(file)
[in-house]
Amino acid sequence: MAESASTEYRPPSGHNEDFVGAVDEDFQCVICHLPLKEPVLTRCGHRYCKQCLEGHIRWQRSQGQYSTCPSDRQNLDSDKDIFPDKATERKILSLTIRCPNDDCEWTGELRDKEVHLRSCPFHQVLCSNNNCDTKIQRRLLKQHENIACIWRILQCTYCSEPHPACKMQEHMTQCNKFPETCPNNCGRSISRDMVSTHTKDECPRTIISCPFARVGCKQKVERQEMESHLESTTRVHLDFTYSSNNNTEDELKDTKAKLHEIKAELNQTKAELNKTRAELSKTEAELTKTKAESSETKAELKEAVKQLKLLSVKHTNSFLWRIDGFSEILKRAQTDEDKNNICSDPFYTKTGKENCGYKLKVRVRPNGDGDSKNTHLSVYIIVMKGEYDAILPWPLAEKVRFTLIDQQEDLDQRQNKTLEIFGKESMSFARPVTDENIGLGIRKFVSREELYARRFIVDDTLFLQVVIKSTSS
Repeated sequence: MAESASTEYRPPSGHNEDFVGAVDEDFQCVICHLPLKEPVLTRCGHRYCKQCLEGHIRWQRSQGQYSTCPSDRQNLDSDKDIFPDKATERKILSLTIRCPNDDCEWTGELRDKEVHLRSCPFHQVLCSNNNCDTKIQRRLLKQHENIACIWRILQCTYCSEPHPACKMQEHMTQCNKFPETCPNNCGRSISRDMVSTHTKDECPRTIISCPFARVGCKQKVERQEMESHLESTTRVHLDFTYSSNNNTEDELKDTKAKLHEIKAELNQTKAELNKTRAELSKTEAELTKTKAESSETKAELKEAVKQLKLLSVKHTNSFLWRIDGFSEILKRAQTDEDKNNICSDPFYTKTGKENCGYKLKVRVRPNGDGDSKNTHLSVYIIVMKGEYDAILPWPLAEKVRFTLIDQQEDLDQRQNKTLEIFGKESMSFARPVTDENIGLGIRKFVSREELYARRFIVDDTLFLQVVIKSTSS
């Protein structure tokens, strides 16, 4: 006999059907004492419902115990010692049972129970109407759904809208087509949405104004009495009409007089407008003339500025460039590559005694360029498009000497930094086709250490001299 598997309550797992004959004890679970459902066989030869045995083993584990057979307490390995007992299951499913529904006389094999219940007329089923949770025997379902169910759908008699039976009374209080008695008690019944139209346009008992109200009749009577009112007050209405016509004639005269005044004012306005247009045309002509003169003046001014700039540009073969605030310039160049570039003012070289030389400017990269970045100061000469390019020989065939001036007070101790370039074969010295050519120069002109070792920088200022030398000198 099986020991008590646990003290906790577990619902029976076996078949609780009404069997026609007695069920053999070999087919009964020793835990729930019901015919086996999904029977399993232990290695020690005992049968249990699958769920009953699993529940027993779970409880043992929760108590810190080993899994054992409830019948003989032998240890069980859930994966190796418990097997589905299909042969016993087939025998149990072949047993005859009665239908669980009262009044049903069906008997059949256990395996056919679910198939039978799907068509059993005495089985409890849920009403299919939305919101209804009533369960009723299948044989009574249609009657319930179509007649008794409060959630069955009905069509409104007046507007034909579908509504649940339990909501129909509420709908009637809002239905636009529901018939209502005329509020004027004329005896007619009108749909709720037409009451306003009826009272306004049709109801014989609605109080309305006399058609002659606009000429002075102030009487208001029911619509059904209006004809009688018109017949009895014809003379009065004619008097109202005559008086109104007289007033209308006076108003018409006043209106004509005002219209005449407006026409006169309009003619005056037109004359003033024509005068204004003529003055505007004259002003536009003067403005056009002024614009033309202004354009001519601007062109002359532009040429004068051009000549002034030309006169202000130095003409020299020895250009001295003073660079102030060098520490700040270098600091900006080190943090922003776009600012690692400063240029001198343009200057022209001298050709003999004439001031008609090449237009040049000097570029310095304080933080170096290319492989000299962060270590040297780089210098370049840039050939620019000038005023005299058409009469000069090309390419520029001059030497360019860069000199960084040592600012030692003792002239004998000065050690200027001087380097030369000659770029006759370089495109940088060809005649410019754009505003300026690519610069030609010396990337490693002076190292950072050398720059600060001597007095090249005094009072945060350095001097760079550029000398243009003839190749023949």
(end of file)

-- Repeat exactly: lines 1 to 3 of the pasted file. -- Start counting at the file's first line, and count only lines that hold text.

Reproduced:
[in-house]
Amino acid sequence: MAESASTEYRPPSGHNEDFVGAVDEDFQCVICHLPLKEPVLTRCGHRYCKQCLEGHIRWQRSQGQYSTCPSDRQNLDSDKDIFPDKATERKILSLTIRCPNDDCEWTGELRDKEVHLRSCPFHQVLCSNNNCDTKIQRRLLKQHENIACIWRILQCTYCSEPHPACKMQEHMTQCNKFPETCPNNCGRSISRDMVSTHTKDECPRTIISCPFARVGCKQKVERQEMESHLESTTRVHLDFTYSSNNNTEDELKDTKAKLHEIKAELNQTKAELNKTRAELSKTEAELTKTKAESSETKAELKEAVKQLKLLSVKHTNSFLWRIDGFSEILKRAQTDEDKNNICSDPFYTKTGKENCGYKLKVRVRPNGDGDSKNTHLSVYIIVMKGEYDAILPWPLAEKVRFTLIDQQEDLDQRQNKTLEIFGKESMSFARPVTDENIGLGIRKFVSREELYARRFIVDDTLFLQVVIKSTSS
Repeated sequence: MAESASTEYRPPSGHNEDFVGAVDEDFQCVICHLPLKEPVLTRCGHRYCKQCLEGHIRWQRSQGQYSTCPSDRQNLDSDKDIFPDKATERKILSLTIRCPNDDCEWTGELRDKEVHLRSCPFHQVLCSNNNCDTKIQRRLLKQHENIACIWRILQCTYCSEPHPACKMQEHMTQCNKFPETCPNNCGRSISRDMVSTHTKDECPRTIISCPFARVGCKQKVERQEMESHLESTTRVHLDFTYSSNNNTEDELKDTKAKLHEIKAELNQTKAELNKTRAELSKTEAELTKTKAESSETKAELKEAVKQLKLLSVKHTNSFLWRIDGFSEILKRAQTDEDKNNICSDPFYTKTGKENCGYKLKVRVRPNGDGDSKNTHLSVYIIVMKGEYDAILPWPLAEKVRFTLIDQQEDLDQRQNKTLEIFGKESMSFARPVTDENIGLGIRKFVSREELYARRFIVDDTLFLQVVIKSTSS